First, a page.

The Circuitous Politics of Cool: An Interview with Andrew Martin

ANDREW MARTIN’S NEW COLLECTION, Cool for America, widens the purview of his work to include children with startlingly wrought interior lives, young marrieds struggling with parenting and alcohol, and a straitlaced businessman grappling with the phenomenon of pony boys. His debut novel, Early Work, garnered high praise for its wry yet winning humor, as well as a sharply drawn female protagonist, Leslie, who also appears in Cool.

Early Work addresses the insular middle-class ether its characters’ fumble through, most pointedly in a discussion of white appreciation of rap and latent racism. Now amid economic uncertainty, global health crisis, and the hopeful political force of Black Lives Matter, Martin maintains a light touch. A sobering undercurrent runs through Cool, as if the author were contemplating the end of his characters’ prolonged adolescence.

Martin and I met via Zoom to discuss the new release, how and when to write violence, punk shows as a rite of passage, the influence of Philip Roth, and what’s in store next for the young journalist turned novelist. Martin’s appearance on my computer screen was personable and unassuming, our conversation almost as natural as talking over a beer at a neighborhood bar.


SARAH COZORT: Your new collection, Cool for America, establishes a world across your work, as characters from your first book, Early Work, show up in this collection.

ANDREW MARTIN: I think of these stories as parts of a larger work. The collection’s structure has a lot to do with the way that people I’ve known, in their 20s and early 30s, are different versions of themselves in different places. Even within the span of a few months or a year, you change a lot during that time in your life.

For instance, Leslie shows up in three different stories in the new collection, but she’s a different version of herself in New York, where she’s a minor character to that narrator, whereas in Montana, she plays the lead role. I wrote many of these stories simultaneously with the novel, though it was very rarely the case that things from the novel migrated to the stories or vice versa. It was more that some of the stories inspired the novel, and then the novel inspired more stories.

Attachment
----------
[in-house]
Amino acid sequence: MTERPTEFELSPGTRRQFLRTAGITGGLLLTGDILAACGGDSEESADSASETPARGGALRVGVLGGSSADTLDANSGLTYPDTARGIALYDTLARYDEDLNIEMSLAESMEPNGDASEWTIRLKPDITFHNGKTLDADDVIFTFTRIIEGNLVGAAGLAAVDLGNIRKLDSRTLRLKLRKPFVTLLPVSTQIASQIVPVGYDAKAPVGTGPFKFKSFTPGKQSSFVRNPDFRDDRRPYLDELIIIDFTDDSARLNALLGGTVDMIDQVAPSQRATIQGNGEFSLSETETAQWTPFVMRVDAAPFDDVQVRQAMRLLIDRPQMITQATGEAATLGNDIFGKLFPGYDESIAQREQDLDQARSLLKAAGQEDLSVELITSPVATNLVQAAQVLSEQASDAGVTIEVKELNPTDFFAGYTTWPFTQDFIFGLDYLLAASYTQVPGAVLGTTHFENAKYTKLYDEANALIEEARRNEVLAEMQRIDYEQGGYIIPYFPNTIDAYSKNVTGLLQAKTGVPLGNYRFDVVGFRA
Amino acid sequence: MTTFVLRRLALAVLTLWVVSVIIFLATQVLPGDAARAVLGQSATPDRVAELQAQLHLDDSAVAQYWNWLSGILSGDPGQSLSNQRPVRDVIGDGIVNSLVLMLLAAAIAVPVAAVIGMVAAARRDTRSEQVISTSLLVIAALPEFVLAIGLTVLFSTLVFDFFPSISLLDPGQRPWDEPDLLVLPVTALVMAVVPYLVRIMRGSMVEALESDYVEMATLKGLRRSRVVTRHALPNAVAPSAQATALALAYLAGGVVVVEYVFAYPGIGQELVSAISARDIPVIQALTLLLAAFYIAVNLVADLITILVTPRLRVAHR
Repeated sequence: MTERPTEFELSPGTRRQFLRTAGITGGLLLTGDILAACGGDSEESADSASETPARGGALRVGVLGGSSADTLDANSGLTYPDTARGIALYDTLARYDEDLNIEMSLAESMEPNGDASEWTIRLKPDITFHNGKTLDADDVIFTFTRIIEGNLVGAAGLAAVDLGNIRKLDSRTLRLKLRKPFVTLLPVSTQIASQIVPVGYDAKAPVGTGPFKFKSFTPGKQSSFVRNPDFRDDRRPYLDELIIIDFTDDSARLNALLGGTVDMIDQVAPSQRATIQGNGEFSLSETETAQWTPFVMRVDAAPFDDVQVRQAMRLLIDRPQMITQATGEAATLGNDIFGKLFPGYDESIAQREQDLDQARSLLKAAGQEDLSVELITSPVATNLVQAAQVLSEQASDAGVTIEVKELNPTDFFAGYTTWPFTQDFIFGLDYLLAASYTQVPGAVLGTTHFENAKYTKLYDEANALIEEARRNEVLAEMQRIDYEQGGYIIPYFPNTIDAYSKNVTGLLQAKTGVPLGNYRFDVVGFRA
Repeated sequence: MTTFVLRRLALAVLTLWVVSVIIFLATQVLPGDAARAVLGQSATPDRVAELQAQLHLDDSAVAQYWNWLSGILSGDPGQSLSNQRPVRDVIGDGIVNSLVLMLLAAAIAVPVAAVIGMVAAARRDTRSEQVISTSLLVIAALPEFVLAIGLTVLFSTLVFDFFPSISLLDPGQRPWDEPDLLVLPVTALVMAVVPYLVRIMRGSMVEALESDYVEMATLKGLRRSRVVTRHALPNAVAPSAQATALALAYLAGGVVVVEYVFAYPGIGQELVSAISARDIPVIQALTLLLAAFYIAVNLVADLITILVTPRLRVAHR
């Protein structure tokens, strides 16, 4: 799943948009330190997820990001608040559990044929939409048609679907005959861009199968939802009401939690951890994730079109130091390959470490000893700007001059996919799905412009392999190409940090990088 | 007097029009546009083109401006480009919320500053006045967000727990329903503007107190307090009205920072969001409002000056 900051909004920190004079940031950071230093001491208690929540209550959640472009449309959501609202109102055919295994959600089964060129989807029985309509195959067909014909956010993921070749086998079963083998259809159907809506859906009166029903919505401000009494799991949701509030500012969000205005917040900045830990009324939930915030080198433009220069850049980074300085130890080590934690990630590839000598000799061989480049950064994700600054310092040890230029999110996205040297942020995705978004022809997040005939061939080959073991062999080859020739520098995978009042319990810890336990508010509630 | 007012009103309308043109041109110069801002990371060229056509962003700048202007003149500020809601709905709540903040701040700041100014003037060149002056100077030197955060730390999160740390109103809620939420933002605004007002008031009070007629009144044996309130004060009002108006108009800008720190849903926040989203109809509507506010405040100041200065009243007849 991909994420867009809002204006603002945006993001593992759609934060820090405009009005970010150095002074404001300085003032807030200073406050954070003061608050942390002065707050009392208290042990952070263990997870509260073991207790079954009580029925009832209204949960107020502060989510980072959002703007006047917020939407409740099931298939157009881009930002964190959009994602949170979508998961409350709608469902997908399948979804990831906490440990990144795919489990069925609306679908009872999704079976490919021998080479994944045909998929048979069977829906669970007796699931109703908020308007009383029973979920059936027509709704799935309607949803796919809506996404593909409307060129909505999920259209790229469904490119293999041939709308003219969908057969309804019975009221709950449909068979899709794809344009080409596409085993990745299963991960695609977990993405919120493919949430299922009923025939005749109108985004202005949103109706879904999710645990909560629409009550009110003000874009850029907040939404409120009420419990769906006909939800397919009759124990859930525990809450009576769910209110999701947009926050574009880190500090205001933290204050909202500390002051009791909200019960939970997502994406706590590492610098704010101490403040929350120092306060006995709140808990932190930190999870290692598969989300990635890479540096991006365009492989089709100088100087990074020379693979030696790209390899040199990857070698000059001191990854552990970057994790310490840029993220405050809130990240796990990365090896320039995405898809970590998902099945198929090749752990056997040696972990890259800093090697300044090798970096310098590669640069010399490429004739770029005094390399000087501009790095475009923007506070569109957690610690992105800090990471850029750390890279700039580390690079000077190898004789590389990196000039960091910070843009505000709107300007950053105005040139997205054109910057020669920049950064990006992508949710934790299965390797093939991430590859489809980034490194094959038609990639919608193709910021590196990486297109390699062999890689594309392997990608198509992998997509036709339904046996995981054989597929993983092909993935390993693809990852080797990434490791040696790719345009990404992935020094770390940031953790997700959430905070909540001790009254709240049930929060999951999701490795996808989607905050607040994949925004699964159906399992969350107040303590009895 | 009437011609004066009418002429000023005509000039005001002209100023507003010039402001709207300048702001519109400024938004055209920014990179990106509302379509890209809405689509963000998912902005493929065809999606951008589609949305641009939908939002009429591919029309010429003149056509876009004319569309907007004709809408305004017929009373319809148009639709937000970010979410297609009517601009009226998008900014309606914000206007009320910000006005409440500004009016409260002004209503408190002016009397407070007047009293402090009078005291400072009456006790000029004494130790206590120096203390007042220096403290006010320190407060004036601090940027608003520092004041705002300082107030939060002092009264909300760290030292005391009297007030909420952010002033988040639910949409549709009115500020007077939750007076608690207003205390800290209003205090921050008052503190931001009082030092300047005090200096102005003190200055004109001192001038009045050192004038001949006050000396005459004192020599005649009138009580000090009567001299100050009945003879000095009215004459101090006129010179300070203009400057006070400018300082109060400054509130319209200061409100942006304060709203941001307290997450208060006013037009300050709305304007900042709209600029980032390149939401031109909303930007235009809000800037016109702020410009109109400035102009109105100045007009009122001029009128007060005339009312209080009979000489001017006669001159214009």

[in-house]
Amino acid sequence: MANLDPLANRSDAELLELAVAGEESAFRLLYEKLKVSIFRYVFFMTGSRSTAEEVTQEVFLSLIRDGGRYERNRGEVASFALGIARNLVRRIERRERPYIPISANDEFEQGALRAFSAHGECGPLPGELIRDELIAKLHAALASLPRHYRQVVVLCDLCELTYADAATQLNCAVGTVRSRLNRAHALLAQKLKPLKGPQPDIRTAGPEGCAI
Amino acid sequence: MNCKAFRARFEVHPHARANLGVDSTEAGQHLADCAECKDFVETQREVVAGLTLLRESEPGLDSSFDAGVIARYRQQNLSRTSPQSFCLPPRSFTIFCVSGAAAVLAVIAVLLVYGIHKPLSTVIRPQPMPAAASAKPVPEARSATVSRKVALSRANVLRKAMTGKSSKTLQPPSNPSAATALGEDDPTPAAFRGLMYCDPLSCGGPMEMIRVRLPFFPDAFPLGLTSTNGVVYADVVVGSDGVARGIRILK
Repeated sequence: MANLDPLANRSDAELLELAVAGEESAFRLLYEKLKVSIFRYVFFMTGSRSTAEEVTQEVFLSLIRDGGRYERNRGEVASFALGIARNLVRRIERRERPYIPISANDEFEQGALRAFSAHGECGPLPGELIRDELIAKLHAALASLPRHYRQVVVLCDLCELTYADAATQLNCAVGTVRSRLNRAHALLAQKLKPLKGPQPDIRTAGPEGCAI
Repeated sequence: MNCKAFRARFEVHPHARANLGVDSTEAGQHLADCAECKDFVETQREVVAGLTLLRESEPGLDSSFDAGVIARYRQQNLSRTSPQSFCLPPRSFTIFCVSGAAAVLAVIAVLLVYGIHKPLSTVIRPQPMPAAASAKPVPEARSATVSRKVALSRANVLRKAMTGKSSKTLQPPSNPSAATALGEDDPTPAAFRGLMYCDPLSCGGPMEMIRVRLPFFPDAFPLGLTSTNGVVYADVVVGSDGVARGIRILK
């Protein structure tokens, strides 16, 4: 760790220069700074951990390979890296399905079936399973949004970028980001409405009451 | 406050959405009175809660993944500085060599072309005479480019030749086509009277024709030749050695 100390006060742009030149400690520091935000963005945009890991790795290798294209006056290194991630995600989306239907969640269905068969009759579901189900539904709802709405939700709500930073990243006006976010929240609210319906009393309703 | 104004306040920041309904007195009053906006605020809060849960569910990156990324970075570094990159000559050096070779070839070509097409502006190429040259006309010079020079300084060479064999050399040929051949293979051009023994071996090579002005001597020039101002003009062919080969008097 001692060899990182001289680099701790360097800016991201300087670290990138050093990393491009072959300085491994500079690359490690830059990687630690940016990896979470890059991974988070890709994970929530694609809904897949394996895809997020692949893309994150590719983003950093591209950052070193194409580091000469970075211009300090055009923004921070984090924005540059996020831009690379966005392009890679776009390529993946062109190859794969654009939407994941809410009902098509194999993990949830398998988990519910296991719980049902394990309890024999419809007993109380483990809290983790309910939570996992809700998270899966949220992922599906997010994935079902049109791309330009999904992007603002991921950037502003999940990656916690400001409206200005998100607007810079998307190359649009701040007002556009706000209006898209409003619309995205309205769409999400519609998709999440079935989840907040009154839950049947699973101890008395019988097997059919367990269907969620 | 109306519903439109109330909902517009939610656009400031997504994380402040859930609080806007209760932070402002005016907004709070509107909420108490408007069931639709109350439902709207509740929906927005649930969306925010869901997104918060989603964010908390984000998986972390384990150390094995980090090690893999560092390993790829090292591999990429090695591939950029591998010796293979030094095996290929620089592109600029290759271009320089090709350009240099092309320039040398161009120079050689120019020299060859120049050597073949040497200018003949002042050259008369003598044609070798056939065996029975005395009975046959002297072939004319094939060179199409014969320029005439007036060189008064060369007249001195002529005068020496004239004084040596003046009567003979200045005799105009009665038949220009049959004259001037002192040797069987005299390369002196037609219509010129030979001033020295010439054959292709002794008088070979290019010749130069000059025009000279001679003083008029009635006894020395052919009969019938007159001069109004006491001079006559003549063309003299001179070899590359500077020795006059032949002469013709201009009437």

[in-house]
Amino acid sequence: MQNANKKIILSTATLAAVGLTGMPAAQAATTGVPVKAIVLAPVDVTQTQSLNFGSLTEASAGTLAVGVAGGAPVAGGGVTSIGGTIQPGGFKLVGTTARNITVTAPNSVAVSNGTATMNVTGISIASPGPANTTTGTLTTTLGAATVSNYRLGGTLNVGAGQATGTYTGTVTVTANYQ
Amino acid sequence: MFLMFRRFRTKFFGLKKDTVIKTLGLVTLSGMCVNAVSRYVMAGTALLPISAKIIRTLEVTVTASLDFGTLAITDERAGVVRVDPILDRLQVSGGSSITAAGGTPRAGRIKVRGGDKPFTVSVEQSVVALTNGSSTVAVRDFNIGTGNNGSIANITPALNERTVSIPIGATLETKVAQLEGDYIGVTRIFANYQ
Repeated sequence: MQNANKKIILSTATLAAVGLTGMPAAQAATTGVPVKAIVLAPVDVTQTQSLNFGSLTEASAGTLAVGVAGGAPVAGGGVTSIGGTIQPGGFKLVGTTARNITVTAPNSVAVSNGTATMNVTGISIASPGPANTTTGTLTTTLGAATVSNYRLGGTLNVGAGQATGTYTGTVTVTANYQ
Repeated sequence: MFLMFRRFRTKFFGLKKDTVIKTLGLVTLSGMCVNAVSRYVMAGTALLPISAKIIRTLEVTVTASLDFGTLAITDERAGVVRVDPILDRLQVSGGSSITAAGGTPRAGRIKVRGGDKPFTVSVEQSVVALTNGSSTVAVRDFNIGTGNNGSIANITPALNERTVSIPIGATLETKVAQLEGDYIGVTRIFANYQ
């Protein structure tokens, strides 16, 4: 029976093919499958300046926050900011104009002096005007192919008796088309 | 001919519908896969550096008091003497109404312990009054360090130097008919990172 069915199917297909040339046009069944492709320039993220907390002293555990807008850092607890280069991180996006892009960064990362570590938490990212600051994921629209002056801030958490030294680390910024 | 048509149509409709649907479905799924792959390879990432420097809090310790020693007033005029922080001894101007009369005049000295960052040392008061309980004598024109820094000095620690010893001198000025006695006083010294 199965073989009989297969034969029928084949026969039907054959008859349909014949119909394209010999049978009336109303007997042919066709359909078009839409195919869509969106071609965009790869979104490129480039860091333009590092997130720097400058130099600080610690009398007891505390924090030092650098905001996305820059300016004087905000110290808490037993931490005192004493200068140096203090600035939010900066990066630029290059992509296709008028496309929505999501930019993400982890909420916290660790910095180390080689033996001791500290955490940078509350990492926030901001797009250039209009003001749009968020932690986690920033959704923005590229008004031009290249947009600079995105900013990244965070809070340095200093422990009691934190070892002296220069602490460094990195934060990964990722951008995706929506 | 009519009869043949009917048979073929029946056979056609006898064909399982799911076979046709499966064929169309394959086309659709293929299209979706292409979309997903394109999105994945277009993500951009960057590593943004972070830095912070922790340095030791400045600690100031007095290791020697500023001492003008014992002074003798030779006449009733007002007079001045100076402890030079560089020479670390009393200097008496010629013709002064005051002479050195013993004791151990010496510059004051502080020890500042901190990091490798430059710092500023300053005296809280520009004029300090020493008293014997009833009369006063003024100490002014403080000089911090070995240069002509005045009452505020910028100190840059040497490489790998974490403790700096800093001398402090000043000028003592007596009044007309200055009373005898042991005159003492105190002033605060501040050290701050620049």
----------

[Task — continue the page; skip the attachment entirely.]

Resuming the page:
You mention Maugham’s The Razor’s Edge in one of your stories, which is a brilliant but failed attempt to subvert the hero narrative. In that novel, the protagonist, Larry, rejects Western ideology for an Eastern-influenced strain of asceticism but, eventually, attempts to be a savior to a woman. Are you thinking of this narrative arc as you write?

Yes! It’s very conscious — the Maugham in that story, and versions of that narrative in general.

It’s at its most self-conscious in the novel, because it’s about this guy who’s memorized all of these quest narratives. The narrative for our generation, really one generation back, but we inherited it, was Kerouac and Hunter S. Thompson — sort of tough guys who are “sensitive,” in their way, do lots of drugs, have sex with lots of people, and somehow achieve some kind of knowledge or enlightenment at the end. Peter thinks you go and do all this stuff and at the end, you’ve got a book. It just appears.

The book [Early Work] is trying to complicate and subvert that, certainly. So, some of the male characters in the stories [in Cool for America] are younger versions of Peter’s type. There’s still hope for the protagonists in “Childhood, Boyhood, Youth” and “Short Swoop, Long Line.” They’re having some of these revelations sooner in life than Peter. They still have time to, maybe, get it and realize people who don’t look like them are humans. Women are humans.

Leslie is a female version of the adventuring hedonist we see in Kerouac’s and Hunter S. Thompson’s work. She’s whole, smart, relatively in control of her sexuality, and a little prone to disaster. How do you write about women? Does having two sisters help?

[Laughs.] All of those terrible conservative politicians who are like, “I’ve got sisters! I’ve got a mother!” It always means they’re about to say something horrible. That character started as a rebuke to the male version of that [adventuring character], yes. I have a lot of friends who are writers, and the most successful ones tend to be adventurous and complicated women.